Once you identify what needs to improve, be sure to task out the changes, so they actually occur. Over time, as things become more operationalized, you can then find ways to make them automated. 

Find metrics the organization can rally around

Early on, it’s common for the CS department to have very little customer success data. After all, you’re just starting to form the function, and still learning what data points to pay attention to. 

In the beginning, customer success reporting is more qualitative and focused on sharing customers’ stories. There is value in talking about the total number of customers, new use cases, and the impact your products are making on customers. But, those customer stories don’t create trends that help quantify the health of the business. 

While you may not have foundational data to accurately calculate NRR, NPS, CSAT, churn rate, and other essential CS metrics, you still need to get started and show progress. Start working on those metrics sooner than you would expect. Even if you’re only surveying three customers, it gets you in the rhythm of reporting and gives you a baseline to build on. 

Also, don’t hesitate to put placeholders for certain metrics into your reporting. It gives you an opportunity to convey why they are important, and explain that you’re collecting the necessary data to be able to calculate and share the metrics in a meaningful way.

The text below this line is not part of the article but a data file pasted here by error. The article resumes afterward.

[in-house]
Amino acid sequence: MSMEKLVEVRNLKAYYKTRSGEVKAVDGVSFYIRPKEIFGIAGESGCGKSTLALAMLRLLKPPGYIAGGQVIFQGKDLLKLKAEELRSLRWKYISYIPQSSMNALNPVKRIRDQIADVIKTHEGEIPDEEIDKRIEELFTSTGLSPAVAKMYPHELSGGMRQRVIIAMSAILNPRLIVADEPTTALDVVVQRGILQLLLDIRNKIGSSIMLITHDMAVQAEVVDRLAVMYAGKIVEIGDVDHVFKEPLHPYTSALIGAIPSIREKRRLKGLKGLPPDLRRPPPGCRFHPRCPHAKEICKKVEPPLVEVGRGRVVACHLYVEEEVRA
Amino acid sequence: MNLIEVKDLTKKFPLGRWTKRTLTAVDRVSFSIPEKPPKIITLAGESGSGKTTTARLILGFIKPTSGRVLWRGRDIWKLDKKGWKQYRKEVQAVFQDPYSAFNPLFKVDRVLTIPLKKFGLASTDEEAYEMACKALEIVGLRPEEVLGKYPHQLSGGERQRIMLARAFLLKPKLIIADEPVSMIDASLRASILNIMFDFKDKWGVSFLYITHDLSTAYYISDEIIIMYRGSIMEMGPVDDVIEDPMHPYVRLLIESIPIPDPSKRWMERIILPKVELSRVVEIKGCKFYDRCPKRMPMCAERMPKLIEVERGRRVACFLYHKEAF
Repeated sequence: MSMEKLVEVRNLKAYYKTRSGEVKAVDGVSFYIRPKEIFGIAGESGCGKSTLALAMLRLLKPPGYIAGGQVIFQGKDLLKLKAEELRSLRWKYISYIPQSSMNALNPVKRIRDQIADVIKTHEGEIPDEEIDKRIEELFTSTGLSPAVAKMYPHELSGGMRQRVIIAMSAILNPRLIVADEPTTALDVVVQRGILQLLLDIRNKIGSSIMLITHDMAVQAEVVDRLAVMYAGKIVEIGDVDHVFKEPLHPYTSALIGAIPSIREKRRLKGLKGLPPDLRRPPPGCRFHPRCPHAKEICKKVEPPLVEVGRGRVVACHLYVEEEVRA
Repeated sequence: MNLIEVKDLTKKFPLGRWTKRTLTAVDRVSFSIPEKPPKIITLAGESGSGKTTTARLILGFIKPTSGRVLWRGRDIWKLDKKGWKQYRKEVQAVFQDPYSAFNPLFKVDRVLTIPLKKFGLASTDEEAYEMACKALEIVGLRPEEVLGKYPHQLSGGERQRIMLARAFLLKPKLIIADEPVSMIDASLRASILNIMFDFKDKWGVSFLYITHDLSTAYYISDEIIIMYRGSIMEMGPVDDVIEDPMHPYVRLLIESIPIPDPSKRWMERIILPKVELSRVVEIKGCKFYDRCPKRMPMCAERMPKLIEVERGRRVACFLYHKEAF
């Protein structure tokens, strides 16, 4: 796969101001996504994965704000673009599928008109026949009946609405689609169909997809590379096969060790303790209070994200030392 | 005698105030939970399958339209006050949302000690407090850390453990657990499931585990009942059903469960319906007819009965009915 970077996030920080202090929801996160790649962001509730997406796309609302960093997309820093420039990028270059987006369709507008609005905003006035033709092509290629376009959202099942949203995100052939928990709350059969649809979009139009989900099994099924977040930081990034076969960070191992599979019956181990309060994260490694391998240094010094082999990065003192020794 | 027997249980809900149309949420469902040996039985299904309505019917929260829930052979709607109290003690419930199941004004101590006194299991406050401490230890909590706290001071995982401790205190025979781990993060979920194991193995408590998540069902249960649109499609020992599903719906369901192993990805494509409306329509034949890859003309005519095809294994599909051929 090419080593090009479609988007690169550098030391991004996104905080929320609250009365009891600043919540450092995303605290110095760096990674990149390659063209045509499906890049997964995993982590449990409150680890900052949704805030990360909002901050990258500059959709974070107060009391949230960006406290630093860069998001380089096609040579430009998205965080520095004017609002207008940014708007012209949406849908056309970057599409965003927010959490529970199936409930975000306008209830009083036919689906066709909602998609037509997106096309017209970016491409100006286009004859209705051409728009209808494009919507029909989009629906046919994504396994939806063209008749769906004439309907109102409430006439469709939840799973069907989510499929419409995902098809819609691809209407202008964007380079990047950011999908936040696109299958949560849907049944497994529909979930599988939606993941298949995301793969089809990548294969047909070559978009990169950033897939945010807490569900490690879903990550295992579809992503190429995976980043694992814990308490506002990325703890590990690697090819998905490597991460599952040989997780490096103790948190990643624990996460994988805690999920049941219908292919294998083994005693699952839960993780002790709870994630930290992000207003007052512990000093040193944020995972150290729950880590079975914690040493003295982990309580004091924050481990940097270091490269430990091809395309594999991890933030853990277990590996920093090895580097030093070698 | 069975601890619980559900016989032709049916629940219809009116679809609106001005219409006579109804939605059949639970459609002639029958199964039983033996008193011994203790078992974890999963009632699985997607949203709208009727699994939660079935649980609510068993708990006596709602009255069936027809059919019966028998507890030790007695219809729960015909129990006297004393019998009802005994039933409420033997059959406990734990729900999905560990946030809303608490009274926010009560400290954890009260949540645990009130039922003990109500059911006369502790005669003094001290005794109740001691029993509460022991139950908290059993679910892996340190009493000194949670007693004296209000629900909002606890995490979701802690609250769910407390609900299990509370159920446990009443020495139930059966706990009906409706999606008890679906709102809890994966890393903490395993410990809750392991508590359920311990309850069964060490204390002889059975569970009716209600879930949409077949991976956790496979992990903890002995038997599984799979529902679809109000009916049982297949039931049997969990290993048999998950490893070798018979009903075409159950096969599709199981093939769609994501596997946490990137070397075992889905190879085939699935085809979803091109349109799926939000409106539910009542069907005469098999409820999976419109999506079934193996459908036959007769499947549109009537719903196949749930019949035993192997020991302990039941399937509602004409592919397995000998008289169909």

Working together to create customer success at scale

Before long, colleagues across the organization will readily identify their role and impact on making customer success a driver of durable growth for the business. Just giving the rest of the organization insight into CS  information is helpful. Pulling up reports of accounts up for renewal, looking at health scores and digging into customer sentiment will quickly help other teams understand where they need to make changes that add value back into the customer.

Alongside the virtuous loops of improvement from the rest of the team, your CSMs can maintain the functional role of being a trusted advisor and partner to your customers. When customers can see that they have an advocate within the company, and can understand how the rest of the organization is rallying to help them succeed with your product, you’ll naturally get your customer health, company health and KPIs like NRR all trending upward.